The S&P 500 Index declined another 4.5% last week and is now up just 0.6% in 2023. While Jerome Powell's two-day testimony on Capitol Hill led to early-week volatility, the collapse of Silicon Valley Bank, the 16th largest bank in the U.S., put additional stress on markets and shined a spotlight on bank balance sheets. (Source: YCharts, The Wall Street Journal)
Silicon Valley Bank (SVB) primarily served tech companies in Northern California. The bank's issues began during the pandemic as tech companies were flush with venture capital funding, tripling deposits at the bank between 2019 and 2022. The bank invested a majority of these deposits in high quality Treasuries and mortgages, a standard practice in the banking industry. However, after the rapid interest rate increases in 2022, these investments on SVB's balance sheet were sitting at a meaningful loss. (Source: Netinterest.co, The Wall Street Journal)
As venture capital funding dried up and interest rates increased, tech companies in need of liquidity began to withdraw their cash deposits at SVB. The combination of cash withdrawals, along with the bank's balance sheet losses, spelled the beginning of the end for SVB. The bank sold $21 billion of bonds to cover client withdrawals, realizing a $1.8 billion loss. The bank planned to tap equity markets to cover these losses, however, the need to raise capital raised a red flag among depositors and investors alike, resulting in a "bank run" mentality. Depositors began withdrawing funds as the stock cratered more than 50% in a single day. Shortly thereafter, SVB was placed into a receivership with the Federal Deposit Insurance Corp (FDIC). (Source: Netinterest.co, The Wall Street Journal)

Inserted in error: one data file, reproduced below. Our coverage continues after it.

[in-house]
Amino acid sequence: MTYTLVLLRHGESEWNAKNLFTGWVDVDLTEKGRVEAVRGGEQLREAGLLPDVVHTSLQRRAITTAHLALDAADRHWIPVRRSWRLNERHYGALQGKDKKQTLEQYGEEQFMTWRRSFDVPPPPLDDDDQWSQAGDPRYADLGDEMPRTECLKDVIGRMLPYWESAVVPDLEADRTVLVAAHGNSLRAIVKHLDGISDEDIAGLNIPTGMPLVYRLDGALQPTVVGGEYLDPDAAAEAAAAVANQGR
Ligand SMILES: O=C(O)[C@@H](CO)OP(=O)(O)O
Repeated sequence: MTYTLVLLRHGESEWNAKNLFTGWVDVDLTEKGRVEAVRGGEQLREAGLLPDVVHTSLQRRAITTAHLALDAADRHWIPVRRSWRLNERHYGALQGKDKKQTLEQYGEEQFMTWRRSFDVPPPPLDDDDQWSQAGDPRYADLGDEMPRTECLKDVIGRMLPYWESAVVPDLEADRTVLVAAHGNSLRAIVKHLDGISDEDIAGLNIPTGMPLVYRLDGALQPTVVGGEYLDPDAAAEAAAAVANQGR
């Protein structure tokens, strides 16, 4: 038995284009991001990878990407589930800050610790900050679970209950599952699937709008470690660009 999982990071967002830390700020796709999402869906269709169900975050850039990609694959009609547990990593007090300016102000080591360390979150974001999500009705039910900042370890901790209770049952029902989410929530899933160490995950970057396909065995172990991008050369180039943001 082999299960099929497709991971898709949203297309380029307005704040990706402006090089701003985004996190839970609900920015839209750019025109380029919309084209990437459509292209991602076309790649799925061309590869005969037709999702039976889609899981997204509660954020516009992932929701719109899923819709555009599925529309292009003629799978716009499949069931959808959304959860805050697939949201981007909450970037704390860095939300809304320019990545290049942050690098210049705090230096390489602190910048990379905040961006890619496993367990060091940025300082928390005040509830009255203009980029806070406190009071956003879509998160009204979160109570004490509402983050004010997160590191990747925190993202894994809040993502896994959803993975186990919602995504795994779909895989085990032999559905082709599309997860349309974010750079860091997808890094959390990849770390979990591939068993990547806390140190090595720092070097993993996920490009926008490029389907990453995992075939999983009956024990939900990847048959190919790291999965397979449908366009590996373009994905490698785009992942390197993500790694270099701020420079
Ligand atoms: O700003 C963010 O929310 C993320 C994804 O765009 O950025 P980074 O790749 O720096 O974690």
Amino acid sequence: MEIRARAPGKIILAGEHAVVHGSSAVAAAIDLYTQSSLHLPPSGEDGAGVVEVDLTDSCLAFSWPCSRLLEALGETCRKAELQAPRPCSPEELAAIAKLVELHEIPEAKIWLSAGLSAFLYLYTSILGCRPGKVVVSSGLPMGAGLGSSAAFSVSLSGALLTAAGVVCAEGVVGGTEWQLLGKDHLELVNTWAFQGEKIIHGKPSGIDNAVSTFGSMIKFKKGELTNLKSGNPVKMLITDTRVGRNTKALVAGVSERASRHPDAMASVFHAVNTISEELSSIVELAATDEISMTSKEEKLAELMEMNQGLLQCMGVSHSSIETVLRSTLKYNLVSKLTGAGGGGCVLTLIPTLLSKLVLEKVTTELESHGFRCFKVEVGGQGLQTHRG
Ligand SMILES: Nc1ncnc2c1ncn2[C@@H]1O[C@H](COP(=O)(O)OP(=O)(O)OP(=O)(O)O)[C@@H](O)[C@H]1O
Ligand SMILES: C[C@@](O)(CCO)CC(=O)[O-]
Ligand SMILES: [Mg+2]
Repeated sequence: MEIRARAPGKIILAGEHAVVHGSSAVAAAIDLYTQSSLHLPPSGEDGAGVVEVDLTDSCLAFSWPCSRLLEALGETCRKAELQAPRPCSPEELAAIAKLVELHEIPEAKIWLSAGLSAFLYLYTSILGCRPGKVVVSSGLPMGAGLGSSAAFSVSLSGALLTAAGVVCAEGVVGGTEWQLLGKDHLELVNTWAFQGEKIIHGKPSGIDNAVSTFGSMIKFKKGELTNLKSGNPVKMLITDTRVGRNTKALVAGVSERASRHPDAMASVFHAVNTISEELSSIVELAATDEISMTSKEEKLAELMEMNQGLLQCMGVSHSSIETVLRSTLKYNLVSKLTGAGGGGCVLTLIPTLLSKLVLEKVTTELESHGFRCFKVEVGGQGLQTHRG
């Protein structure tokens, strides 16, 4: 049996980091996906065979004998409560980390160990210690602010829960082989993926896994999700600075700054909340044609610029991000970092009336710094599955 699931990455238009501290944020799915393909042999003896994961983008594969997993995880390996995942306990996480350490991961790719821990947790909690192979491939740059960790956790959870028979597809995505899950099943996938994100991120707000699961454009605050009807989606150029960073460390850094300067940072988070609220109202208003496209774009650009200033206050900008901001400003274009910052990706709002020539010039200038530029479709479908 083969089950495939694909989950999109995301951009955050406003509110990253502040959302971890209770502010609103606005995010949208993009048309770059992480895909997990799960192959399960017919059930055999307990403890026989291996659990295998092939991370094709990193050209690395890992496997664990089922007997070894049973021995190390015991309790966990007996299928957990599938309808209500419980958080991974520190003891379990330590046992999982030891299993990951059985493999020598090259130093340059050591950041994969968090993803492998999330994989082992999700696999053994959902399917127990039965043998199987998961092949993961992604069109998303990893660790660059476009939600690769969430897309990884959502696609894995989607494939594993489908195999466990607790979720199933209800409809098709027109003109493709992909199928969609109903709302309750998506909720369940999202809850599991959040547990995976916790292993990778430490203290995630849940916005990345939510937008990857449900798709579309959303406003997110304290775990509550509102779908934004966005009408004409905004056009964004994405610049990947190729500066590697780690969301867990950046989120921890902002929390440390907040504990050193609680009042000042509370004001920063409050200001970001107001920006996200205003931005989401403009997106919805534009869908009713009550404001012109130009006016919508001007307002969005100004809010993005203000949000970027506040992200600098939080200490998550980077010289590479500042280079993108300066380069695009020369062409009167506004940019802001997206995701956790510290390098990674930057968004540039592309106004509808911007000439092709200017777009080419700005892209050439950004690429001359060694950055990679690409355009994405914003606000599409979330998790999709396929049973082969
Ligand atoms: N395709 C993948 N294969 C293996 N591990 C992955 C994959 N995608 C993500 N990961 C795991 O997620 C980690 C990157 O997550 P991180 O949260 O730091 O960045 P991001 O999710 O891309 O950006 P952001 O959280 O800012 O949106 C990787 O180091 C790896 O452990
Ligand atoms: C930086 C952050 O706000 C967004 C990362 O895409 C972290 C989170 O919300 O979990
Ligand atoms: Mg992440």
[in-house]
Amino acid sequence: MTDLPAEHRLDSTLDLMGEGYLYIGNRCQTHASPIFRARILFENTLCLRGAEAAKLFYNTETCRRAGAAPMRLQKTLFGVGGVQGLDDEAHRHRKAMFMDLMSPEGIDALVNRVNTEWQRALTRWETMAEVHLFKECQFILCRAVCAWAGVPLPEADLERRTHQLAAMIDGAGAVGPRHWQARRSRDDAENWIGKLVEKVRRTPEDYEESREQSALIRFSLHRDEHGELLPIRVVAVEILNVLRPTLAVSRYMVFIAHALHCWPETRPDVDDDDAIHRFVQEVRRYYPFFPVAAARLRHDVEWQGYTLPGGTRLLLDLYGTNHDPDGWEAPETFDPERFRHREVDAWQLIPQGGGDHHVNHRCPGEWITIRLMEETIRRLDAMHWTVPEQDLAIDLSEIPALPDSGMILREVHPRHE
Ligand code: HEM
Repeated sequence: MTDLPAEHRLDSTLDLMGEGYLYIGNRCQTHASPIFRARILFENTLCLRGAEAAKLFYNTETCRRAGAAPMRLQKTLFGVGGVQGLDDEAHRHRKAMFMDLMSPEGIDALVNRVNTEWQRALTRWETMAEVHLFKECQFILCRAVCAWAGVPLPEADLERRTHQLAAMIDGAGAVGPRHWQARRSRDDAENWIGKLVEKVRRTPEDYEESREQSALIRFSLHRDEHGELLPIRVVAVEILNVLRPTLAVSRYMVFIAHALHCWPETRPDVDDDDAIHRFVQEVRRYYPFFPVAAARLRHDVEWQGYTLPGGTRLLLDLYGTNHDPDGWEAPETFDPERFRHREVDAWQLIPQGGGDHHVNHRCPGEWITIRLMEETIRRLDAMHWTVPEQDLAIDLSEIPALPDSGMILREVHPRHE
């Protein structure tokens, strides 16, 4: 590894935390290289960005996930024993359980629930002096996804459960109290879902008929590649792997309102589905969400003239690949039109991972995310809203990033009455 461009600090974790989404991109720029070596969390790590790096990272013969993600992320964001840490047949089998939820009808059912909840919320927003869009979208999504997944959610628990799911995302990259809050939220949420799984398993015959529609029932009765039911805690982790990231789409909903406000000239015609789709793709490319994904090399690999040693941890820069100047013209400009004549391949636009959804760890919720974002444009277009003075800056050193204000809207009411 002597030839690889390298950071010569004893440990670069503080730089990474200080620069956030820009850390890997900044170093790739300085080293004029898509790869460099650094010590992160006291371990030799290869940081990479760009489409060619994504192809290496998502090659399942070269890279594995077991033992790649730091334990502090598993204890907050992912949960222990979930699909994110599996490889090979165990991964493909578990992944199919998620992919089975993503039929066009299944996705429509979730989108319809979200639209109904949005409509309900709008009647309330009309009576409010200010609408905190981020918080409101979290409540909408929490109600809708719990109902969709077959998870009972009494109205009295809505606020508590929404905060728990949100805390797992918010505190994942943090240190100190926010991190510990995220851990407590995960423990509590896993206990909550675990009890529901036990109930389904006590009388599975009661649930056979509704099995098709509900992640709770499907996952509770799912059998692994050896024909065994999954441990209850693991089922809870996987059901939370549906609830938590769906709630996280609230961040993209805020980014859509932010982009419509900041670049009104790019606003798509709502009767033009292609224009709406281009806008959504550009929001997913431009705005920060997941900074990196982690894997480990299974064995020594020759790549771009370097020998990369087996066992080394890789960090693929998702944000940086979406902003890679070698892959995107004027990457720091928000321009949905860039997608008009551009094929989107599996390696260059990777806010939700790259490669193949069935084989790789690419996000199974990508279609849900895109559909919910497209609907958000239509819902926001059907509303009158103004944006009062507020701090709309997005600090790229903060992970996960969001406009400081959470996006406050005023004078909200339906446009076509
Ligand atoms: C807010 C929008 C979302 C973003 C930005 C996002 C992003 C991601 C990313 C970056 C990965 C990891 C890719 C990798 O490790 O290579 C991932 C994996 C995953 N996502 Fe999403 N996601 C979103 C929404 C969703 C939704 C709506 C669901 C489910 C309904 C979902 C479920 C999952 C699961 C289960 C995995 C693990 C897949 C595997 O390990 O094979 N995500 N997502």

On Sunday, a joint announcement between the Treasury Department, the Federal Reserve, and the FDIC was issued to guarantee all deposits at SVB, designating SVB as a systemic risk to the financial system. The Treasury Department claims this is not a bailout because equity and bond holders will not be protected, only bank depositors. (Source: The Wall Street Journal)
HOME RENOVATION PROJECTS, RANKED - According to the National Association of Realtors, flooring projects are the best return on remodeling investments, with hardwood flooring refinishing and new wood flooring returning 147% and 118%, respectively, on every dollar spent. Bathrooms and kitchens are much lower, returning 65-75% for every remodeling dollar spent. (Source: National Association of Realtors)
HIDDEN COST OF MARCH MADNESS - College basketball's March madness begins this week. While the NCAA expects to generate over $1 billion in revenue from the 68-team tournament, it comes at a cost; the corporate losses from distracted workers during March Madness are estimated at $13.8 billion. (Source: WalletHub)
JOBS STILL HOT, BUT MODERATING - The U.S. added 311,000 jobs in February, cooling from January but still well above average 200,000 monthly jobs added pre-pandemic. The unemployment rate rose from 3.4% to 3.6% as more individuals sought work. Leisure and hospitality jobs are currently driving job growth. Wage growth began to slow from recent highs, a welcome sign from those looking for a cooldown in inflation (Source: The Wall Street Journal)
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